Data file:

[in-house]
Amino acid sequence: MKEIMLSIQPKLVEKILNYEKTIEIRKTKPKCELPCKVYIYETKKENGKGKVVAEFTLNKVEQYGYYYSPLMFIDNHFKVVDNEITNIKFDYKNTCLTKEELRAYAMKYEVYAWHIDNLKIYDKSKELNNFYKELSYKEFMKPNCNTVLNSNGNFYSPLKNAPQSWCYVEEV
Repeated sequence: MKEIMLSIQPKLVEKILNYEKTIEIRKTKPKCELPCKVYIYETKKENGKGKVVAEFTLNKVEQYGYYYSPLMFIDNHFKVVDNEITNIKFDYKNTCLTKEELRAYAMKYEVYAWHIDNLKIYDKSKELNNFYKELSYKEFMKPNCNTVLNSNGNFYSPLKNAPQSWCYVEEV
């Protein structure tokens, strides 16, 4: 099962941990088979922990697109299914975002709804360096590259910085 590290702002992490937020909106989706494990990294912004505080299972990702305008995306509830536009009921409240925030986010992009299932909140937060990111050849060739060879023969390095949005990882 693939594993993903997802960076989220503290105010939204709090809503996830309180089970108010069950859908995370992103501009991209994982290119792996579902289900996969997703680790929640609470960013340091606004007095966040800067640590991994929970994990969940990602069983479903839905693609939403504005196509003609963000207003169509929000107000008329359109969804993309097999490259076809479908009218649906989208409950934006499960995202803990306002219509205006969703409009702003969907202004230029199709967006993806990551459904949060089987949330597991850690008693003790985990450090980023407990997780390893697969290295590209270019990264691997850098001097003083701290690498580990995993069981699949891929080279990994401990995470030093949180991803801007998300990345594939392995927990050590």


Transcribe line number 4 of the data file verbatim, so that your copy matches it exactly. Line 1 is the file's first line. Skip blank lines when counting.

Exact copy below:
């Protein structure tokens, strides 16, 4: 099962941990088979922990697109299914975002709804360096590259910085 590290702002992490937020909106989706494990990294912004505080299972990702305008995306509830536009009921409240925030986010992009299932909140937060990111050849060739060879023969390095949005990882 693939594993993903997802960076989220503290105010939204709090809503996830309180089970108010069950859908995370992103501009991209994982290119792996579902289900996969997703680790929640609470960013340091606004007095966040800067640590991994929970994990969940990602069983479903839905693609939403504005196509003609963000207003169509929000107000008329359109969804993309097999490259076809479908009218649906989208409950934006499960995202803990306002219509205006969703409009702003969907202004230029199709967006993806990551459904949060089987949330597991850690008693003790985990450090980023407990997780390893697969290295590209270019990264691997850098001097003083701290690498580990995993069981699949891929080279990994401990995470030093949180991803801007998300990345594939392995927990050590």